The physical design of the Asus P5GD2 Premium is fairly unique. First, there is a large copper heatsink situated over some MOSFETs near the rear of the board. It would have been better if all MOSFETs got this treatment, but it would have meant some incompatibilities with CPU coolers.
Another interesting feature of the physical design is what Asus calls “Stack Cool”. This is basically another piece of PCB mounted (glued?) to the bottom side of the motherboard just behind the CPU socket. The idea is that this extra layer of PCB helps dissipate the heat generated by the CPU and the surrounding MOSFETs. It’s all part of Asus’ initiative to help make their motherboards easier to cool. In practice, I did not notice much difference in temperatures compared with the other 915P boards I have here.
The Stack Cool PCB helps spread heat.
These two features aside, the rest of the motherboard is well designed. Starting around the socket, there are low profile capacitors and two larger ones. Using our Zalman CNPS 7000A, with the LGA775 adapter graciously donated by Zalman, we had no problems clearing these components.
The large Zalman CNPS-7000A has no problems on the P5GD2 Premium.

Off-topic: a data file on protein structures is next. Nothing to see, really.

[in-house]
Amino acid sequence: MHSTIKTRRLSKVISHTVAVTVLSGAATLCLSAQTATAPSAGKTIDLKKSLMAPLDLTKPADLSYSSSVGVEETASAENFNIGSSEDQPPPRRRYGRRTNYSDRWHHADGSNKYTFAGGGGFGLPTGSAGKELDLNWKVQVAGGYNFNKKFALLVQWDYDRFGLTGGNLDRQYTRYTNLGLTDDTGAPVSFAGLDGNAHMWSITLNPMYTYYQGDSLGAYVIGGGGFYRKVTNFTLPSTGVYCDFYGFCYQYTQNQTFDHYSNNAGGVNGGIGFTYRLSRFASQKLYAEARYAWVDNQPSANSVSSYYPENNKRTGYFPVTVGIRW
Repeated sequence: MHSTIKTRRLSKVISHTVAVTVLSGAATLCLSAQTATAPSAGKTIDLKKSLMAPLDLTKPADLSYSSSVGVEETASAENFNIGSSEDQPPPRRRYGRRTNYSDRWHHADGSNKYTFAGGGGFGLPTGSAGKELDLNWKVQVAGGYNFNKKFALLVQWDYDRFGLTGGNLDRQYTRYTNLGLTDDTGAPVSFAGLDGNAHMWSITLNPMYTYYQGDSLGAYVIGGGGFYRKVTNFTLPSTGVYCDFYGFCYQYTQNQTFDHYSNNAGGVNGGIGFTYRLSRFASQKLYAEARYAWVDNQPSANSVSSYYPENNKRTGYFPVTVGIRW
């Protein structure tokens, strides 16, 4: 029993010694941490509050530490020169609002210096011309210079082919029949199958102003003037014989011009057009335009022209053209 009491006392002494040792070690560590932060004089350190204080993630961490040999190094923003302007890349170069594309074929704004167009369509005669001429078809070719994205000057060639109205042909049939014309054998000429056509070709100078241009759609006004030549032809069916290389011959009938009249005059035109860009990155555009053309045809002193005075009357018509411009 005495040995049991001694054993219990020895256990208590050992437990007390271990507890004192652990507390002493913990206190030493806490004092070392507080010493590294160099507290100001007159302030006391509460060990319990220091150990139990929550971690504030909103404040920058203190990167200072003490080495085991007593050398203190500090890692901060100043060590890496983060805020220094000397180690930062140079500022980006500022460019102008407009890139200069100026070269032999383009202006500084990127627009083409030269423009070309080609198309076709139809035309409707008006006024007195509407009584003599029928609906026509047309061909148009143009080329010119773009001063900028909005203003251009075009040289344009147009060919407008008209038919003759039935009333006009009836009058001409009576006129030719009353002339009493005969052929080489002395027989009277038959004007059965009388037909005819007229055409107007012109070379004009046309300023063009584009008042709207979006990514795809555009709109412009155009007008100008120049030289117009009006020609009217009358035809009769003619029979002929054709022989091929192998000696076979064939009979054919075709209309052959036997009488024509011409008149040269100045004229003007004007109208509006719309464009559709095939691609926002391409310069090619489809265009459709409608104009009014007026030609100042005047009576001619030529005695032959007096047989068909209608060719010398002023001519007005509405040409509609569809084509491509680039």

Like most Intel 915P motherboards, there is a large heatsink on the Northbridge chip. The cooler used by Asus uses two retention clips instead of pins. This will make using aftermarket coolers difficult. During testing the cooler did get very warm to the touch.
x1 PCIe slot is placed above the x16.
Looking at the PCI Express x16 slot we can see a nice design decision on Asus’ part that shows that they’re really paying attention to the market – Asus placed one of their x1 slots above the x16 slot so you don’t lose it when using a video card with a large heatsink. What a brilliant and simple design decision.
The locations of the IDE headers are in an awkward location if you’re wiring up one or more optical drives in a tower case. You may need a longer cable or rearrange your drives to give enough slack.
Color-coding seems to be a thing Asus has mastered in their products. The RAM DIMMs are color-coded to indicate which slots are to be used in dual-channel, so are the front panel connections. This makes installation a lot easier as you don’t have to constantly refer to the manual.
There is a 24-pin ATX connector on the middle-front edge of the board that also supports “old” 20-pin ATX power supplies. If using a 20-pin PSU, you’ll need to use the 12V connection located in an awkward spot just above the copper MOSFET cooler.
The rear panel is worth mentioning as it has everything you need without having to install the expansion brackets. Aside from your legacy PS2 and parallel connections, there is a IEEE1394a Firewire port, dual SPDIF output (coax and optical), and four USB 2.0. The wireless antenna (in the Wireless Edition package) connects on the back as well without the need of another add-in card like in older Asus boards.